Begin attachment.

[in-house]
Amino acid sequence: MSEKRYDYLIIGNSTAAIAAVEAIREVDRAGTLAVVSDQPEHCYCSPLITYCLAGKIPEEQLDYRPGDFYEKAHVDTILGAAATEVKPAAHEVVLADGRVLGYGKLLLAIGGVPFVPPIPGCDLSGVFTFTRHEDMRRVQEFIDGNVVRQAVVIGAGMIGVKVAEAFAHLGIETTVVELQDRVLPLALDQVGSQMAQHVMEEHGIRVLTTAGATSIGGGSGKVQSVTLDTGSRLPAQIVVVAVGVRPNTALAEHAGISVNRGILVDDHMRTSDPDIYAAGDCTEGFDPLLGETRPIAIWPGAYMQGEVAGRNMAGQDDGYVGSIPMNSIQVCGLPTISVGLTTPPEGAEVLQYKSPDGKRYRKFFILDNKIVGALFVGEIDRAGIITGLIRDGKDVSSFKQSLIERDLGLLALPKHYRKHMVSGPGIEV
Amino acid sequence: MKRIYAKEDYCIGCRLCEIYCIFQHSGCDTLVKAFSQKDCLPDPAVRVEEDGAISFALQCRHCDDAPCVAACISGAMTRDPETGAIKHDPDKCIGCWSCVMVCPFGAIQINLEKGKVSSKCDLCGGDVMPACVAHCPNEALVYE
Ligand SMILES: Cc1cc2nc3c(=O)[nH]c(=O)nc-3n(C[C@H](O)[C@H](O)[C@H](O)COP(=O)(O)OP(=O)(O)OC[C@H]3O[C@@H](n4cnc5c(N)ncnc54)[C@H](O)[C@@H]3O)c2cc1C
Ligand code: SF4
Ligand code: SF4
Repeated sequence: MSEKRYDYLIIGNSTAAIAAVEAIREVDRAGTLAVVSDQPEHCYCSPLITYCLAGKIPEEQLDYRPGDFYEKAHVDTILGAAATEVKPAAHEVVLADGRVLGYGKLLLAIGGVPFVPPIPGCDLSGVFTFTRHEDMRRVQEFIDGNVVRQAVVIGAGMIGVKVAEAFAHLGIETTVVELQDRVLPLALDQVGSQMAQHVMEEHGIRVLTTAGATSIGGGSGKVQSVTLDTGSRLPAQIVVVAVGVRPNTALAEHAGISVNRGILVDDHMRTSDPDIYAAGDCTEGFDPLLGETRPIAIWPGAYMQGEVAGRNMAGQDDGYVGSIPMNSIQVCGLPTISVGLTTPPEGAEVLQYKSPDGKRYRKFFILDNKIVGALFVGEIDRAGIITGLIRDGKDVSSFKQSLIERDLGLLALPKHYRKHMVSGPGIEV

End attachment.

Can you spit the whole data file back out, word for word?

[in-house]
Amino acid sequence: MSEKRYDYLIIGNSTAAIAAVEAIREVDRAGTLAVVSDQPEHCYCSPLITYCLAGKIPEEQLDYRPGDFYEKAHVDTILGAAATEVKPAAHEVVLADGRVLGYGKLLLAIGGVPFVPPIPGCDLSGVFTFTRHEDMRRVQEFIDGNVVRQAVVIGAGMIGVKVAEAFAHLGIETTVVELQDRVLPLALDQVGSQMAQHVMEEHGIRVLTTAGATSIGGGSGKVQSVTLDTGSRLPAQIVVVAVGVRPNTALAEHAGISVNRGILVDDHMRTSDPDIYAAGDCTEGFDPLLGETRPIAIWPGAYMQGEVAGRNMAGQDDGYVGSIPMNSIQVCGLPTISVGLTTPPEGAEVLQYKSPDGKRYRKFFILDNKIVGALFVGEIDRAGIITGLIRDGKDVSSFKQSLIERDLGLLALPKHYRKHMVSGPGIEV
Amino acid sequence: MKRIYAKEDYCIGCRLCEIYCIFQHSGCDTLVKAFSQKDCLPDPAVRVEEDGAISFALQCRHCDDAPCVAACISGAMTRDPETGAIKHDPDKCIGCWSCVMVCPFGAIQINLEKGKVSSKCDLCGGDVMPACVAHCPNEALVYE
Ligand SMILES: Cc1cc2nc3c(=O)[nH]c(=O)nc-3n(C[C@H](O)[C@H](O)[C@H](O)COP(=O)(O)OP(=O)(O)OC[C@H]3O[C@@H](n4cnc5c(N)ncnc54)[C@H](O)[C@@H]3O)c2cc1C
Ligand code: SF4
Ligand code: SF4
Repeated sequence: MSEKRYDYLIIGNSTAAIAAVEAIREVDRAGTLAVVSDQPEHCYCSPLITYCLAGKIPEEQLDYRPGDFYEKAHVDTILGAAATEVKPAAHEVVLADGRVLGYGKLLLAIGGVPFVPPIPGCDLSGVFTFTRHEDMRRVQEFIDGNVVRQAVVIGAGMIGVKVAEAFAHLGIETTVVELQDRVLPLALDQVGSQMAQHVMEEHGIRVLTTAGATSIGGGSGKVQSVTLDTGSRLPAQIVVVAVGVRPNTALAEHAGISVNRGILVDDHMRTSDPDIYAAGDCTEGFDPLLGETRPIAIWPGAYMQGEVAGRNMAGQDDGYVGSIPMNSIQVCGLPTISVGLTTPPEGAEVLQYKSPDGKRYRKFFILDNKIVGALFVGEIDRAGIITGLIRDGKDVSSFKQSLIERDLGLLALPKHYRKHMVSGPGIEV